The state of California has financially penalized dozens of hospitals for mistakes committed while treating Medi-Cal patients.
The Department of Health Care Services provided KPCC with a list of 145 hospitals that reported errors between July 2013 and August 2014. The Department has penalized at least 85 of those hospitals, withholding a total of nearly $1 million in Medi-Cal reimbursements.
Under state and federal law, hospitals are required to report when a patient under their care suffers harm due to a medical error – things like leaving an object inside a patient after surgery, giving a patient incompatible blood during a transfusion or causing an embolism by allowing air into an IV line.
When a hospital reports one of these so-called “provider preventable conditions” for a patient whose care is paid for through the publicly funded Medi-Cal program, the state will refuse to reimburse the hospital for the care needed to fix the mistake.
The data the state released to KPCC includes a list of the hospitals that have been penalized and the total amount -- $912,935 – but it does not provide individual dollar figures for each hospital. KPCC has requested that information.
A spokesman for the Department of Health Care Services said the number of hospitals penalized, the total dollar amount, and even individual dollar amounts for each hospital are likely to change as the state continues reviewing other cases, and as some hospitals file appeals.
The Department also did not provide information on how many patients were harmed by the hospitals' mistakes.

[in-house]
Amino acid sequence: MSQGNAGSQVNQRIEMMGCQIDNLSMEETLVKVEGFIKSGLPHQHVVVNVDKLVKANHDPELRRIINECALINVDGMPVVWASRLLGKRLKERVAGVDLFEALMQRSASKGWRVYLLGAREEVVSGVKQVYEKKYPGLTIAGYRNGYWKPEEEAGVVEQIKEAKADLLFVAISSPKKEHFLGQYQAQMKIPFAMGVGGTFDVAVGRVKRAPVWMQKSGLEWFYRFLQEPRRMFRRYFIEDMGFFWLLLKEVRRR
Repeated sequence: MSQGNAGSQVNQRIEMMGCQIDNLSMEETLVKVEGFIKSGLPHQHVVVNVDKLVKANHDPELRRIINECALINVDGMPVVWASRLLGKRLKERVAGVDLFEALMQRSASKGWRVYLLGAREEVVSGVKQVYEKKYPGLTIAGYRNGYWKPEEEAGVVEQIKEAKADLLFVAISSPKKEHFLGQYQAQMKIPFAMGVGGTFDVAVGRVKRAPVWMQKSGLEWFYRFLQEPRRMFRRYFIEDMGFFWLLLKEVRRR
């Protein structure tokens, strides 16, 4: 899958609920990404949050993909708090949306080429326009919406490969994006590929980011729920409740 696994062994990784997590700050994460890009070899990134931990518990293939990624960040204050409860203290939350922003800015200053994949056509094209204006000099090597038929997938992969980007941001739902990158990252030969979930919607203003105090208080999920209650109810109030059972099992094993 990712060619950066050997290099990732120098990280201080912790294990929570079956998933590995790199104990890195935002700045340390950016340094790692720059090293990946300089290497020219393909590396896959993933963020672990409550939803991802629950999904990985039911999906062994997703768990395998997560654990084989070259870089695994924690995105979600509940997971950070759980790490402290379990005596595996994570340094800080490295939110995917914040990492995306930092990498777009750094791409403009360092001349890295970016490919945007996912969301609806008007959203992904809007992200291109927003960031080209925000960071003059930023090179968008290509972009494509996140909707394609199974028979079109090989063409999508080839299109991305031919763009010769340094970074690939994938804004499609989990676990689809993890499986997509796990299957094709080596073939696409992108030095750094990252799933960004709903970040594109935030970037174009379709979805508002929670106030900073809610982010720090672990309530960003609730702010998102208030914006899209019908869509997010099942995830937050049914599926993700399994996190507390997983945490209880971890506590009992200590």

It’s estimated that as many as 440,000 Americans die from preventable medical errors in hospitals each year. And preventing such errors has become a greater focus of the government’s efforts since the passage of the Affordable Care Act.
The hospitals had to report their mistakes to the Department of Health Care Services under new reporting requirements imposed by the federal health law.
Jan Emerson-Shea, a spokeswoman for the California Hospital Association, said the association supports the goals behind the new reporting rules.
“We fully agree that if there are preventable conditions that occur, hospitals should not be paid for treating them,” she said.
But she added that the current requirements leave a lot of grey area in terms of what hospitals must report. That has led different hospitals to define "provider preventable conditions" differently, she said.
This lack of consistency makes it hard to use the data to draw firm conclusions about how hospitals are performing, as well as making it difficult to determine how best to improve performance, Emerson-Shea said, adding that hospitals are taking a variety of steps designed to reduce mistakes.